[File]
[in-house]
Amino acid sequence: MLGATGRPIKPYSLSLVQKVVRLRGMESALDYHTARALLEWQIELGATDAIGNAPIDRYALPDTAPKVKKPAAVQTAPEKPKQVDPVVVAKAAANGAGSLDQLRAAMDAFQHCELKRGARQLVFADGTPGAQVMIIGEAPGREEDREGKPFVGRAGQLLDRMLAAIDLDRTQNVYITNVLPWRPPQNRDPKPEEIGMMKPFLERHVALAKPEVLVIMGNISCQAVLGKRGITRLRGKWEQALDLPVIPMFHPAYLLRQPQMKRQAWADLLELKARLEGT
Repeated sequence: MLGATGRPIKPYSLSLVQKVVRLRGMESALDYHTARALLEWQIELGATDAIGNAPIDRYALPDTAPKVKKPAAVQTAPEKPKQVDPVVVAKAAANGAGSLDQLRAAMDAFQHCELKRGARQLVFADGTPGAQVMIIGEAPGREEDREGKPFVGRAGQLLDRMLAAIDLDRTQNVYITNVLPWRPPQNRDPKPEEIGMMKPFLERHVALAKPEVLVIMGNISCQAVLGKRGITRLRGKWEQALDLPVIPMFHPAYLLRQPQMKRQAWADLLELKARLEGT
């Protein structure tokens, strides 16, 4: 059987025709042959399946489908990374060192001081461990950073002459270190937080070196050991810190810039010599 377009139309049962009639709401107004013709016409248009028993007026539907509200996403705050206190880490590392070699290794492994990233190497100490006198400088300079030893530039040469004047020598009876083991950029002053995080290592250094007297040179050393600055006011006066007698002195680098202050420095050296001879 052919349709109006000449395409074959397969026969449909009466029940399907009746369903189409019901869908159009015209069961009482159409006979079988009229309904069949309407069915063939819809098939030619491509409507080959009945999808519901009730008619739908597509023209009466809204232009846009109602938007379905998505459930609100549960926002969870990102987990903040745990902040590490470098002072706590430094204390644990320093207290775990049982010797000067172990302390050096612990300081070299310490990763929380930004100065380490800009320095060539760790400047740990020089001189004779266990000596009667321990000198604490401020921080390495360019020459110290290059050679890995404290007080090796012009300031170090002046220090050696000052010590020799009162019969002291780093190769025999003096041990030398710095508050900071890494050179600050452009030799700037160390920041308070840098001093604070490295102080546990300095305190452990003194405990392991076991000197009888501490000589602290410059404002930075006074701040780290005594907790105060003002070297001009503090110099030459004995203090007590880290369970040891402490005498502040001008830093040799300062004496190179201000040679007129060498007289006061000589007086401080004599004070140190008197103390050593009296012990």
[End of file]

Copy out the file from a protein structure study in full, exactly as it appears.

[in-house]
Amino acid sequence: MLGATGRPIKPYSLSLVQKVVRLRGMESALDYHTARALLEWQIELGATDAIGNAPIDRYALPDTAPKVKKPAAVQTAPEKPKQVDPVVVAKAAANGAGSLDQLRAAMDAFQHCELKRGARQLVFADGTPGAQVMIIGEAPGREEDREGKPFVGRAGQLLDRMLAAIDLDRTQNVYITNVLPWRPPQNRDPKPEEIGMMKPFLERHVALAKPEVLVIMGNISCQAVLGKRGITRLRGKWEQALDLPVIPMFHPAYLLRQPQMKRQAWADLLELKARLEGT
Repeated sequence: MLGATGRPIKPYSLSLVQKVVRLRGMESALDYHTARALLEWQIELGATDAIGNAPIDRYALPDTAPKVKKPAAVQTAPEKPKQVDPVVVAKAAANGAGSLDQLRAAMDAFQHCELKRGARQLVFADGTPGAQVMIIGEAPGREEDREGKPFVGRAGQLLDRMLAAIDLDRTQNVYITNVLPWRPPQNRDPKPEEIGMMKPFLERHVALAKPEVLVIMGNISCQAVLGKRGITRLRGKWEQALDLPVIPMFHPAYLLRQPQMKRQAWADLLELKARLEGT
């Protein structure tokens, strides 16, 4: 059987025709042959399946489908990374060192001081461990950073002459270190937080070196050991810190810039010599 377009139309049962009639709401107004013709016409248009028993007026539907509200996403705050206190880490590392070699290794492994990233190497100490006198400088300079030893530039040469004047020598009876083991950029002053995080290592250094007297040179050393600055006011006066007698002195680098202050420095050296001879 052919349709109006000449395409074959397969026969449909009466029940399907009746369903189409019901869908159009015209069961009482159409006979079988009229309904069949309407069915063939819809098939030619491509409507080959009945999808519901009730008619739908597509023209009466809204232009846009109602938007379905998505459930609100549960926002969870990102987990903040745990902040590490470098002072706590430094204390644990320093207290775990049982010797000067172990302390050096612990300081070299310490990763929380930004100065380490800009320095060539760790400047740990020089001189004779266990000596009667321990000198604490401020921080390495360019020459110290290059050679890995404290007080090796012009300031170090002046220090050696000052010590020799009162019969002291780093190769025999003096041990030398710095508050900071890494050179600050452009030799700037160390920041308070840098001093604070490295102080546990300095305190452990003194405990392991076991000197009888501490000589602290410059404002930075006074701040780290005594907790105060003002070297001009503090110099030459004995203090007590880290369970040891402490005498502040001008830093040799300062004496190179201000040679007129060498007289006061000589007086401080004599004070140190008197103390050593009296012990």